Digital Santa, Part 2: Tech Tools of the Trade
Steady mall work might be the bread and sugar-plum butter for many working Santas, but there are good fees and tips to be earned at Santa gigs -- photo studios that invite Santa in for special portraits, kids' preschool events, private parties and more.
Today, old-style Santas just won't do for techie tykes who want their Yuletide magic plugged in and amped up with dynamic lighting, video, sound effects and interactive environments. Instead, the Santa experience has become a sophisticated show business art form and "Techno Santa" rules the season.
Today's Santas can be skilled professional entertainers -- some are even members of the Screen Actors Guild. The best can keep hyper-busy and often overbooked November through December. Yet it's not an easy job. Forced to keep up or get out of the gift-promising business, Santa has added some helpful tech gadgets to his toolbox.
In the late '90s, that meant websites for informational and booking purposes; cellphones followed in the 2000s to help coordinate parties and other guest appearances. Today, Santa requires cutting-edge technology and sophisticated equipment based on microelectronics, telecommunications and even data processing.
Meet the 'Santapreneur'
"Santa Hollywood" Timothy Connaghan is a year-round entrepreneur in the business of Santa Claus. He has turned the Web into a platform to meet every imaginable Santa need.
Bicoastal in New York and Los Angeles, Santa Timothy heads up The Kringle Group, operating a plethora of websites as a business resource for all things Santa. Real Santas, Find a Santa, Santa Hollywood, Santa Visits, Premiere Santa, Holiday Street Productions, Santas Wardrobe, CasualClaus, School4Santas.com, International University of Santa Claus and Get A Head Start on the Holidays are all among the Kringle Group's online offerings, as are 34th Street Foundation, Memories of Santa, The Man in the Red Suit, the Red Suit Society and even Summer-Santa.
Through FindaSanta.com, for instance, The Kringle Group maintains a database -- "the world's largest listing," it says -- of professional Santas, plus Mrs. Claus and elves. Featured on the site are more than 400 Santas from The Kringle Group's master list, which includes more than 1,800 real-bearded Santas.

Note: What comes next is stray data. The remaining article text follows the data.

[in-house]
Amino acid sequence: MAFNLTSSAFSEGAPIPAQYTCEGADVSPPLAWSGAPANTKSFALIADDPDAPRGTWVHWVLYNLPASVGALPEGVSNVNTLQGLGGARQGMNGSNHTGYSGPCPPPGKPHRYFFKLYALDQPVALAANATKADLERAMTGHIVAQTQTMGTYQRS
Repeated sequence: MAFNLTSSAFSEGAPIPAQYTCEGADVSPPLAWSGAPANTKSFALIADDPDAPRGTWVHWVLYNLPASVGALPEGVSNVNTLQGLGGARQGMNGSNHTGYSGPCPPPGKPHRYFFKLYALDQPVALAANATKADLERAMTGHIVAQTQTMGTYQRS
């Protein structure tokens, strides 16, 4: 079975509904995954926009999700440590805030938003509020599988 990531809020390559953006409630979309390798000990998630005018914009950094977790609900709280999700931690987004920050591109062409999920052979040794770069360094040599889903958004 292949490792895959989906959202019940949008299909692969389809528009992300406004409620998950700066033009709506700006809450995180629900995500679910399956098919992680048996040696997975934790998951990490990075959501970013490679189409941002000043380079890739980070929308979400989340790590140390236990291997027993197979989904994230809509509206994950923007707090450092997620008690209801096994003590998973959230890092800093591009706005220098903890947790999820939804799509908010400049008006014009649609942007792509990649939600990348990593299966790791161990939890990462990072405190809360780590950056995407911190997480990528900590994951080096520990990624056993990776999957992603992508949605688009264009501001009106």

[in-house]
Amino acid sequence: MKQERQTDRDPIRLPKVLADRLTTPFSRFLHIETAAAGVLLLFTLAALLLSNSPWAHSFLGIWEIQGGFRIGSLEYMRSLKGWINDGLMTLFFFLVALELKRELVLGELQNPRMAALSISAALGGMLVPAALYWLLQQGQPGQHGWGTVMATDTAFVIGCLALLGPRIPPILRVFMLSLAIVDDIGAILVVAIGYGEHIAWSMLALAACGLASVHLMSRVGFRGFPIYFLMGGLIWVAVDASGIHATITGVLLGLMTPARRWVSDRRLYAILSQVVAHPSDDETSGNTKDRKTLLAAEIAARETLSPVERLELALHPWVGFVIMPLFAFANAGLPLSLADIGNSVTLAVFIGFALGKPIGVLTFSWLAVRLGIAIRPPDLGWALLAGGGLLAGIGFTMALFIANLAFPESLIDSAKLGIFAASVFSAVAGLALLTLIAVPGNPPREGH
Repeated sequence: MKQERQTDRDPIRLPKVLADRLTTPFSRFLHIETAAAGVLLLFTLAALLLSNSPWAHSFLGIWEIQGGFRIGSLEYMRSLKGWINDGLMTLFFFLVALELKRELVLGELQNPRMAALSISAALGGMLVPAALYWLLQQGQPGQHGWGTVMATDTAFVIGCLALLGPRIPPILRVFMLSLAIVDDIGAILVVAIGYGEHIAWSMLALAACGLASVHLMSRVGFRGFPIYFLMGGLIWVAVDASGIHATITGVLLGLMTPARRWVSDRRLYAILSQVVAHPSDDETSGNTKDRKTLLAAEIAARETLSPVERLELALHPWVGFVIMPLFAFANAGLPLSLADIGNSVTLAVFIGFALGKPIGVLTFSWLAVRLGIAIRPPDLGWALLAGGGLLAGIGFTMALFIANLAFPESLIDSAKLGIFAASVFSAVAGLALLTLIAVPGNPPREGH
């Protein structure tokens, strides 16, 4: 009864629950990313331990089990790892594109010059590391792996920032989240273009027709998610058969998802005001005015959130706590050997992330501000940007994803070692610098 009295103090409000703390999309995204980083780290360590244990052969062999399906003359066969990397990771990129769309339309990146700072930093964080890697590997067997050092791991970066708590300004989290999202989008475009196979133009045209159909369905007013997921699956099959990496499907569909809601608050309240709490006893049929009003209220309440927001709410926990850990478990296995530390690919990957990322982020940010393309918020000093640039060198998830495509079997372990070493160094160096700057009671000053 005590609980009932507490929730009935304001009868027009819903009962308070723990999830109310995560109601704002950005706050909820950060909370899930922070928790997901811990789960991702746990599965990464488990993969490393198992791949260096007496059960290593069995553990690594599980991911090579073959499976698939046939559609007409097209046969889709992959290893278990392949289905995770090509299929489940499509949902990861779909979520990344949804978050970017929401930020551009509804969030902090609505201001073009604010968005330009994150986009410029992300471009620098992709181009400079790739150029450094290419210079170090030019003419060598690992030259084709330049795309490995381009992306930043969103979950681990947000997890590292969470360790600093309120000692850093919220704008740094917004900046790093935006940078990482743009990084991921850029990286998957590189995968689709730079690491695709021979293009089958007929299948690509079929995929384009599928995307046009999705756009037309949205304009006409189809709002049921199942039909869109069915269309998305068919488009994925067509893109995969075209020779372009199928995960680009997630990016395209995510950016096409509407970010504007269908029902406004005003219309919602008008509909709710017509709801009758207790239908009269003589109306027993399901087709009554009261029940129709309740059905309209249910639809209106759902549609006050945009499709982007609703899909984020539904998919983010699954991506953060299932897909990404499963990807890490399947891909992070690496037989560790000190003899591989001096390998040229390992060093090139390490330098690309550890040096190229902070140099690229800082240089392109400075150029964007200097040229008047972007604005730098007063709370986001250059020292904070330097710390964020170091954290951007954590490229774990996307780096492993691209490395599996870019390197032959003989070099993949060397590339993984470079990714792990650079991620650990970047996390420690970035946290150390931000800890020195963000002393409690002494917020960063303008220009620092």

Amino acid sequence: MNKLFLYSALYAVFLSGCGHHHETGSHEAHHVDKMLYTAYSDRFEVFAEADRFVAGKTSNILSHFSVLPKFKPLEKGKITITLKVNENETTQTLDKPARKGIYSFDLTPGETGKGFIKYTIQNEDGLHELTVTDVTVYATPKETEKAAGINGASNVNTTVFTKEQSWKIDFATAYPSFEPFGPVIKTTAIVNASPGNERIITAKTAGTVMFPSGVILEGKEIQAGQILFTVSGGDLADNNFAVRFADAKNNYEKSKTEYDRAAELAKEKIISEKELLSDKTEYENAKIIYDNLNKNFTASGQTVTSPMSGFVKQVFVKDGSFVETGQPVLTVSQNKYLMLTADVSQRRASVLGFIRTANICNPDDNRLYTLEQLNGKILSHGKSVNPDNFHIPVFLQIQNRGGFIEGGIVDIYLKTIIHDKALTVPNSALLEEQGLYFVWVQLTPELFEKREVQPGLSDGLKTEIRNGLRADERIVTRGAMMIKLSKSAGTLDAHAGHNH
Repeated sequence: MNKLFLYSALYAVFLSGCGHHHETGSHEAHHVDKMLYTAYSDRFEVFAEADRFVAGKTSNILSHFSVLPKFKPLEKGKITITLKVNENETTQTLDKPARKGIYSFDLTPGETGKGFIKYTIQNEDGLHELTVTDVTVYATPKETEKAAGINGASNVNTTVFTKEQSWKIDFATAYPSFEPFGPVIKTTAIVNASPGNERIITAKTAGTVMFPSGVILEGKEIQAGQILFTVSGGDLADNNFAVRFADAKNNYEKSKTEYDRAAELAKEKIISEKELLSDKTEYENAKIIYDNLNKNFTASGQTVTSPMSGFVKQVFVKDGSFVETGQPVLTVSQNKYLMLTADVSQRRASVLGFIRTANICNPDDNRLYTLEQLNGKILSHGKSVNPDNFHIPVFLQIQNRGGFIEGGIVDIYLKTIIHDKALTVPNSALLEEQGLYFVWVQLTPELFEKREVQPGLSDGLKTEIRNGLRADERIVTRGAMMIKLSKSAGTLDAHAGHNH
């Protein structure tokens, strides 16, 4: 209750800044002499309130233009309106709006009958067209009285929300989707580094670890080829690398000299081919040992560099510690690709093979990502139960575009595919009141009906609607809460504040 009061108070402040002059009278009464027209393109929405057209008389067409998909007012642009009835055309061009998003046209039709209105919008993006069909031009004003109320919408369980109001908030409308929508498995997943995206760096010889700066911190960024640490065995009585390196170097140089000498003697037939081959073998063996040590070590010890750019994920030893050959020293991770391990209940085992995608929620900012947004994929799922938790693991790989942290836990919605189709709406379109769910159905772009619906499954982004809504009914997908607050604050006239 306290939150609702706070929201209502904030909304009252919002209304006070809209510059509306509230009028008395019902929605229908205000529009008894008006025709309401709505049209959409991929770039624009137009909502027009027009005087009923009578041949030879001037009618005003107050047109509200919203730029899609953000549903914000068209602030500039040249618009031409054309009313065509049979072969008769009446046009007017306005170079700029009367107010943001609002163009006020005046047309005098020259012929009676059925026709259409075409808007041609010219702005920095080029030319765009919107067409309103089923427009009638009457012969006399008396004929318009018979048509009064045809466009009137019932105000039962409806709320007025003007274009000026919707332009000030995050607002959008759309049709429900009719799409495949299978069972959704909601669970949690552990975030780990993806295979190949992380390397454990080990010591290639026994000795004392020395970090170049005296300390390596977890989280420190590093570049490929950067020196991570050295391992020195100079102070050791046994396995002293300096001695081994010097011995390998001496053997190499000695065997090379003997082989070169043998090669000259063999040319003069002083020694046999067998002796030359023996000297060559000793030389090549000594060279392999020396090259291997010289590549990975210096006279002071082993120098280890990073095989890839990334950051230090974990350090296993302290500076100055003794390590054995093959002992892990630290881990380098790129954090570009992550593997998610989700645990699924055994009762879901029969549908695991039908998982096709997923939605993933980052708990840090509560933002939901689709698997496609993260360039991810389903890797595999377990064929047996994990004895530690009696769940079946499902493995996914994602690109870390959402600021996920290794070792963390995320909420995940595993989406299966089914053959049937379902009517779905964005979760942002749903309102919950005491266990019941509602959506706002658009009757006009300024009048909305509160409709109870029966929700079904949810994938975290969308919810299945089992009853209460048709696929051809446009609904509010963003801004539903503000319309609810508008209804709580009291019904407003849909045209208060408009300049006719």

"It's a Google Maps-type Web mapping service," Santa Timothy told TechNewsWorld. "Punch your information into our custom software program, and you can get the Santa you want when and where you want him."
The average party rates for Santa in most locations range from US$175 to $300 for the first hour, depending on the Santa's experience, the location, time and day of week, and $125 to $200 for each additional hour. Half-hour visits for a small family are available on selected evenings for $75 to $200. For Christmas Eve, the fees for a one-hour visit range between $250 and $450 for the first hour and $100 to $300 for each additional half-hour -- but who's counting when's Santa's coming?
At the Party or Event
Santa Ric Erwin has been a working Santa in Southern California since 2002. A professional entertainer, Santa Ric and his wife Victoria head up Ric-N-Vic Productions. Known as the Singin' Santa and Diva Claus, the couple entertains year-round, going full-time Santa and Mrs. Claus during the holiday season.
Santa Ric calls himself an "interactive event Santa." He can sing a song that rapidly recites the names of every nation in the world that Santa might visit on Christmas Eve.
Matters can get technical, however. According to Santa Ric, in a modern "Klaus Kit" you'll find tech elements such as GPS (helps Santa find where he's going -- mostly to local pre-Christmas gigs) and Bluetooth wireless networking technology.
"On numerous occasions, I have used Bluetooth quite successfully to convince a room full of children that Santa really does know everything about them," Santa Ric told TechNewsWorld.
Santa Ric uses a compact Bluetooth ear bud. "JawBone is the best, with a price tag that proves it, but I've used an el-cheapo Jabra with great results," explained the gregarious pro.
Upon arrival at an event, Santa Ric calls the client's cellphone and leaves the line open while stashing his own phone out of sight. The children sit on the floor in front of Santa and Mrs. Claus as their parents slip out of sight and go upstairs or around the corner, identify their child by attire and/or location, then provide Santa Ric with name, age, grade/teacher/school, name an accomplishment to praise them for and something they need to work on.
"I've seen this act stun a restless group of children into silence -- but I especially treasure the response from adults who didn't know what we were doing," Santa Ric said. "I've been followed out more than once by a grown-up demanding to know how the heck I just did that."
Other Techno Santas are decidedly less tuned in. No GPS system for Santa Jack Davis of Cuyahoga Falls, Ohio, for example.
"I'm kind of a low-tech -- but not 'no-tech' -- Santa," said Santa Jack, who has been playing Santa at private Christmas gatherings for more than 30 years.
"Actually, my most important piece of tech equipment right now is my portable battery charger for powering up my cellphone and iPod over a long evening," Santa Jack told TechNewsWorld.